Our project at the California prison lasted for two years. Along the way, I started to talk at International Enneagram Association, and I started to blog. A few people joined me and we worked together on the curriculum, experimenting with different elements of the training. My talks at conferences drew people to come observe the training in person. Someone came from Finland, and before we knew it, we were opening a program in a prison outside Helsinki. Then came the opportunity to teach at San Quentin. By focusing on the work and on the curriculum, we consistently achieved great outcomes with our students. These inmates want to know why they do what they do, and the Enneagram tool is clear and incisive. It answers those deep questions and offers guidance for what they can do with that information to change the course of their lives.


You give so much credit to the Enneagram tool, but you must certainly be a big part of why your program works so well. What do you bring personally to the classroom?

I’m always willing to be part of the healing that takes place in the classroom. That part never ends. And I wasn’t even aware of it, until David Daniels—one of the major developers of the Enneagram at Stanford—came in to observe my teaching. David noticed that a big piece of my work was my natural appreciation and love for my students. EPP allows me and all of our teachers to communicate that appreciation, that belief in shared human potential, which some students have not felt for a very long time, if ever. This makes it safe for them to show up in their highest potential, because we see them as that already.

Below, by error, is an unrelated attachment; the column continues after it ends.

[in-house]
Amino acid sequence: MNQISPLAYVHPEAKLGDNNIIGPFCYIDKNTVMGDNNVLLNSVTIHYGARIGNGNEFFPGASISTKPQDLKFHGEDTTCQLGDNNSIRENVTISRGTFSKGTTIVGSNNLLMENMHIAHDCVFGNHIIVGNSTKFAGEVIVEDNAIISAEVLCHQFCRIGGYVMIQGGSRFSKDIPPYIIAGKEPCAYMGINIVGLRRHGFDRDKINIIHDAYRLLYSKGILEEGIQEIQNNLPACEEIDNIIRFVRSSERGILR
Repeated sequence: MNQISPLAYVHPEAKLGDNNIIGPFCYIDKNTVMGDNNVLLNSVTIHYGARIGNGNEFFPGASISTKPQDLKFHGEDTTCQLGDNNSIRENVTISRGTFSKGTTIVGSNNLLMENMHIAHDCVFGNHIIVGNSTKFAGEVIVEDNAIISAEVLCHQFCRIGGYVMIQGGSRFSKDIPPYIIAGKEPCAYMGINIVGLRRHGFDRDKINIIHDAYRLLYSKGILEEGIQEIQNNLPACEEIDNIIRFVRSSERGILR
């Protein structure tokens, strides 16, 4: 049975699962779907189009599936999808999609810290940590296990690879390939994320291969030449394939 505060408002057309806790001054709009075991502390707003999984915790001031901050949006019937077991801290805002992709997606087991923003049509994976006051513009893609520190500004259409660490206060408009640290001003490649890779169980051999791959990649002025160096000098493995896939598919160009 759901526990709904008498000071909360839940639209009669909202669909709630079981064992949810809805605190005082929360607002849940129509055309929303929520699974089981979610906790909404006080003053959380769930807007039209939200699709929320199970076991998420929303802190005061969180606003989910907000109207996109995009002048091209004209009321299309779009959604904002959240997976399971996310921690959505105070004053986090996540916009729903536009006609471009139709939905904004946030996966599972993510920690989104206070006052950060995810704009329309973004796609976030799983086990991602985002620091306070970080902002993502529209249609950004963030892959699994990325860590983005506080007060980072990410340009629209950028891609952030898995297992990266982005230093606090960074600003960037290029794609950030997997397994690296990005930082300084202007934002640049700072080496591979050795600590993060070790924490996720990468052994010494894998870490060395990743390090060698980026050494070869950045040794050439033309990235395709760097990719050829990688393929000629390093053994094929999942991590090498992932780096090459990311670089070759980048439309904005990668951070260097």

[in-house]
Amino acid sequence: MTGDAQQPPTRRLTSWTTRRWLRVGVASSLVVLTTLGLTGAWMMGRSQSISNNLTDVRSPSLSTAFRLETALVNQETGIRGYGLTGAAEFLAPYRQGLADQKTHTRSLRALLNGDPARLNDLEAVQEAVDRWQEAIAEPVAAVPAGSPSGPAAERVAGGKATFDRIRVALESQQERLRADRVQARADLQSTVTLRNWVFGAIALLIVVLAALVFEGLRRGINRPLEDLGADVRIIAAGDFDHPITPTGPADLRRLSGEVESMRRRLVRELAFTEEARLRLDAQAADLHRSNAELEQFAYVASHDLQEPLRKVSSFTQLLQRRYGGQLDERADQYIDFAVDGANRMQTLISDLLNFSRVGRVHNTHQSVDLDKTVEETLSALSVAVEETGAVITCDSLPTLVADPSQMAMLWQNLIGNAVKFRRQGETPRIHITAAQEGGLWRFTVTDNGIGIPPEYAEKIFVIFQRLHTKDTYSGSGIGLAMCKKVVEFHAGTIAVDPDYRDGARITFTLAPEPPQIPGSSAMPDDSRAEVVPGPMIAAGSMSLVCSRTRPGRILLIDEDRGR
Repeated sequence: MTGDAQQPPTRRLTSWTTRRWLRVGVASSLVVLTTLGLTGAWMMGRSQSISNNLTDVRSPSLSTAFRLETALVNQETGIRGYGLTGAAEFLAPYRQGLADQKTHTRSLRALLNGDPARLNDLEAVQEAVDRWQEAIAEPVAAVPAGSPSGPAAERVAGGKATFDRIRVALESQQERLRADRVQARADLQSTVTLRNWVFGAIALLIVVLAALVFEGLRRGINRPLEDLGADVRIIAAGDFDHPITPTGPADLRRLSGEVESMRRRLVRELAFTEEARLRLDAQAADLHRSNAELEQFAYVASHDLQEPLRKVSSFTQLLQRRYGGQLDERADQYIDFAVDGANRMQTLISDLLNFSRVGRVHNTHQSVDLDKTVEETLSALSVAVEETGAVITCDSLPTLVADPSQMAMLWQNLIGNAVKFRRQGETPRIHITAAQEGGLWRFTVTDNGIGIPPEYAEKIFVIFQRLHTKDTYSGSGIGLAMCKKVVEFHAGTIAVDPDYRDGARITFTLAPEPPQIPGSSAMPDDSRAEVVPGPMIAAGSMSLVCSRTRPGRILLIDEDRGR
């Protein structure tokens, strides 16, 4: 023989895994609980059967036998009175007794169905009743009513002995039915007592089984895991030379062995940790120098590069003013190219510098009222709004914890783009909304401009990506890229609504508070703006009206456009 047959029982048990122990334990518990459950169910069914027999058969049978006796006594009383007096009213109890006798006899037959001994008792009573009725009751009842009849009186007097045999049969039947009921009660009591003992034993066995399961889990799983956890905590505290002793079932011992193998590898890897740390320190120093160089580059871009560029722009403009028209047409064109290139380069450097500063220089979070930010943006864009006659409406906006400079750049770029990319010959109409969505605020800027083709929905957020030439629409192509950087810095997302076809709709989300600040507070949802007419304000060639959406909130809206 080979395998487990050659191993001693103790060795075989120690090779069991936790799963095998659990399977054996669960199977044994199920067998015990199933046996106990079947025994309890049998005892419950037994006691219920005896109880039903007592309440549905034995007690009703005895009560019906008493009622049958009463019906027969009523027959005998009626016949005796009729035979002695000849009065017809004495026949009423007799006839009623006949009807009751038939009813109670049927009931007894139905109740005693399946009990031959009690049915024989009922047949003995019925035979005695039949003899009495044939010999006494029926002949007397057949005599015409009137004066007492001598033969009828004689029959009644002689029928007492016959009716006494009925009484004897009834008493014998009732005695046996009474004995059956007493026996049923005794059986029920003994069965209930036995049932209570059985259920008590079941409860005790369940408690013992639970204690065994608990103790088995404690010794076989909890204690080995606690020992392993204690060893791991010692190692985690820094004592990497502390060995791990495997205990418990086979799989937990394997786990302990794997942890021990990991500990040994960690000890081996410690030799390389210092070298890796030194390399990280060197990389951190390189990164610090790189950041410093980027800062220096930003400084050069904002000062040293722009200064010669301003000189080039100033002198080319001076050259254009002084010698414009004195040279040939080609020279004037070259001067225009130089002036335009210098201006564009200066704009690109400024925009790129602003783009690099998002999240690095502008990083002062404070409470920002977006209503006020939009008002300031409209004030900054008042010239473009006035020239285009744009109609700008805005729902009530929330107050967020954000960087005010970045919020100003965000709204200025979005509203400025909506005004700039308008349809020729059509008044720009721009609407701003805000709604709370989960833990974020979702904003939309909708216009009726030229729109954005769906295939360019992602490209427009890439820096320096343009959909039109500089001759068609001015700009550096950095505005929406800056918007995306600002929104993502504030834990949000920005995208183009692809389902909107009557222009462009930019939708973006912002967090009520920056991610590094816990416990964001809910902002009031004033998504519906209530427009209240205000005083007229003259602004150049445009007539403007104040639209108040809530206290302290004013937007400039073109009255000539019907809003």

Where do you see the future of your work headed?

Having worked with so many productive, intelligent, and creative inmates, I feel we are just starting a great movement. We’ve given several of our students scholarships to become certified Enneagram teachers. And after their release from prison, they are coming back into the institutions where they were imprisoned as the teachers. I was in the room when one of these teachers entered the classroom four years after doing 25 years as an inmate. It was profound. This African-American man, who was in one of the bloodiest gangs in LA, started in talking about being a type 9—that is the future.